New Hampshire growers asked: How do you like them apples?
Apple growers in the state say the heavy rains of the past several days may have made a sub-par fall apple crop much better. Apples will definitely be ready early, and they will be gone early, growers say.
“We're picking varieties right now that normally we aren't able to pick for a few weeks,” said Wayne Elwood of Elwood Orchards in Londonderry.
The Duane Family Farm in Barnstead has Paula Red apples ready for picking and selling.
“If I had one message to give to people, it would be to get out and pick early because this year, by Columbus Day weekend, they may all be gone,” Rick Duane said.
“Everything bloomed early in the spring, everything was ahead of time, and then things got dry, so we didn't know what kind of crop we would get,” Duane said. “But we've had three to four inches of rain since last week, which was perfect timing. It's helping them get more size and weight.”
“A month ago, I didn't know what we were getting and I wasn't too optimistic,” said Steve Surowiec of Surowiec Farm in Sanbornton. “But the rain we've just had is going to help size them up. We're actually in better shape than I thought we'd be.”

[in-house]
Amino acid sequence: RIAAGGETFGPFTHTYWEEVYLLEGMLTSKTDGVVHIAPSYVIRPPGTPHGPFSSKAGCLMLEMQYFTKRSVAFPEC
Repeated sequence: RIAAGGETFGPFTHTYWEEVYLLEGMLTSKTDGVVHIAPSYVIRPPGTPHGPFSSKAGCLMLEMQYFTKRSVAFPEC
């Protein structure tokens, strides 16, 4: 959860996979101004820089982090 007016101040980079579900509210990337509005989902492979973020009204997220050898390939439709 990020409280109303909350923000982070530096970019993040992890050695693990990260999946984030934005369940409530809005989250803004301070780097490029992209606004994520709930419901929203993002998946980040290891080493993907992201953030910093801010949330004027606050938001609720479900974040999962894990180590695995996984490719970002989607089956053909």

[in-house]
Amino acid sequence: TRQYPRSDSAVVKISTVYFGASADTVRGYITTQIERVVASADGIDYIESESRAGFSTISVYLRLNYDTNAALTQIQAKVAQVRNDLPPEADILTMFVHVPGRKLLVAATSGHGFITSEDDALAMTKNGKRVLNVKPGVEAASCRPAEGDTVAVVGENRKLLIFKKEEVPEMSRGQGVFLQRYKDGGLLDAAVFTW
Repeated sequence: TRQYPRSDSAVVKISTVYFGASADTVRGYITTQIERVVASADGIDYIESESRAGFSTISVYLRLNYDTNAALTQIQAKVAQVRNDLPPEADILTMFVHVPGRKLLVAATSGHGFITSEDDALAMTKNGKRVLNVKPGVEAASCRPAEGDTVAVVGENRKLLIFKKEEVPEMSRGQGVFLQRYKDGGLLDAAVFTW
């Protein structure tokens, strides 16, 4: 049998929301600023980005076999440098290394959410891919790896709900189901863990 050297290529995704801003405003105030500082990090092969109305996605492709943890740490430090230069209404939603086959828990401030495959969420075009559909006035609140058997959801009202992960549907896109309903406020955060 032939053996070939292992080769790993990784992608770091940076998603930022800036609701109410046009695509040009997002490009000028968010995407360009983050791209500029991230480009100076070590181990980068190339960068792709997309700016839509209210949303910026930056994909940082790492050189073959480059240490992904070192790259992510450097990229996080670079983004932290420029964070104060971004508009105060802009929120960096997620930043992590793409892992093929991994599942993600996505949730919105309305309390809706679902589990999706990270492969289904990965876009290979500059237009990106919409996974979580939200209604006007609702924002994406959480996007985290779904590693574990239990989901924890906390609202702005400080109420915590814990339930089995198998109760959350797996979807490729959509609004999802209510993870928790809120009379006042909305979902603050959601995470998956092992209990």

The Surowiecs and apple farmers in central and northern parts of the state say their apples will be ready to pick in about 10 days — about two weeks earlier than normal.
Shelves at Londonderry's Sunnycrest Orchards farm store were filled with pecks and half-pecks of early apple varieties Jonahgolds and Paula Reds Monday.
Across town at Mack's Apples Farm Store alongside Moose Hill Orchards, sales have been ripe for the picking since the farm store opened for the season last Wednesday. Those wishing to pick their own fruits will have to wait somewhat longer — the farm's U-Pick stations will open this coming Wednesday.
New Hampshire Union Leader Correspondent April Guilmet contributed to this story.
Dining & Food
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